When in Nottingham, go to prison

It’s not enough I got shouted at by a Victorian prison warden. Apparently I was slouching and looked like I was mooching round the shops rather than marching round an exercise yard.  Um, he must have spotted the giveaway sign: my coveted Lakeland bag bulging with essential items – lavender extract, rose extract, vanilla extract (3 for the price of 2, it would have been criminal not to take advantage) and a bean slicer.

It was an odd experience. Sproglet (9 yrs) and I were in Nottingham, specifically the Galleries of Justice ( a joint ticket offer also allowing a visit under the Broadmarsh centre to experience the caves. Did that last week).  I’m a bit of a museum freak I must admit and this one was pretty good. Bringing history to life, whether with actors, hands-on exhibits or hands-on actors makes it real and encourages all  senses to engage.

The actors were entertaining, cheeky and fun. A variety of displays explaining life in this rather macabre prison appealed to adults and children and often prompted some interesting questions : “Mum, what does illegitimate mean?”. There is no doubt conditions in an 18th and 19th century prison were appalling and reflected the sad and still relevant fact justice is more likely to be on your side if you have money.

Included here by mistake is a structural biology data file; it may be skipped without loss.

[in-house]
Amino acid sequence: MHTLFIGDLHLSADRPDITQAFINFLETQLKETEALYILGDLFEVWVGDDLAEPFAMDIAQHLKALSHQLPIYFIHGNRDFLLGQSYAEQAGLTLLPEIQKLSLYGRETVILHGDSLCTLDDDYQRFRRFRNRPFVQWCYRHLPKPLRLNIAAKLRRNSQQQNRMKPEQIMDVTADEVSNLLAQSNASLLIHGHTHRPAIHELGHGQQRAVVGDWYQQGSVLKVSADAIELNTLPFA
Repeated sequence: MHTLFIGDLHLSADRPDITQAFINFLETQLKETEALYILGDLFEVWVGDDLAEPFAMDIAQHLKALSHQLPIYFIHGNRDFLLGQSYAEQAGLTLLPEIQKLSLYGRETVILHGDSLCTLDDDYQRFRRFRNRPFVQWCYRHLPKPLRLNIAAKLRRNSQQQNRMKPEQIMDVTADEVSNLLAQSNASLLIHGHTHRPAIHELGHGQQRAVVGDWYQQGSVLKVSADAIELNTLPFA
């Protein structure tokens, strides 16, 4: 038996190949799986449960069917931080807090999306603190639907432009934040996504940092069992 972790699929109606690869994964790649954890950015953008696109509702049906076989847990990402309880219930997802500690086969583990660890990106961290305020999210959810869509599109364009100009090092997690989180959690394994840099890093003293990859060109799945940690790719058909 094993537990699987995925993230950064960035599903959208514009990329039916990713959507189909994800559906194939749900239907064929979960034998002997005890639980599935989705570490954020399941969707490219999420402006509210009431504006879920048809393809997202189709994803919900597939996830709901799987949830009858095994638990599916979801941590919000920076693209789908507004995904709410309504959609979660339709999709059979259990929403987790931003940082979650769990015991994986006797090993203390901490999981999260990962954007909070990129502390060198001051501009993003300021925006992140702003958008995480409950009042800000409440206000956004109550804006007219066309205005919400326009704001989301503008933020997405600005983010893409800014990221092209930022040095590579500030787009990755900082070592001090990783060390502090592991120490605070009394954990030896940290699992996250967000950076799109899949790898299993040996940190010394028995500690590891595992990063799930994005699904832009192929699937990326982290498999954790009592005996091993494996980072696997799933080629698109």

Marching around a parade ground watched by a man dressed up as a warden and in front of a simple gallows looped with a noose isn’t what I usually get up to on a Tuesday. Names scratched around the prison walls – with handwriting from childlike to copperplate – were a reminder of who had gone before me. I clutched my child and Lakeland bag closer and left guiltily through the door marked ‘Escape Route’.

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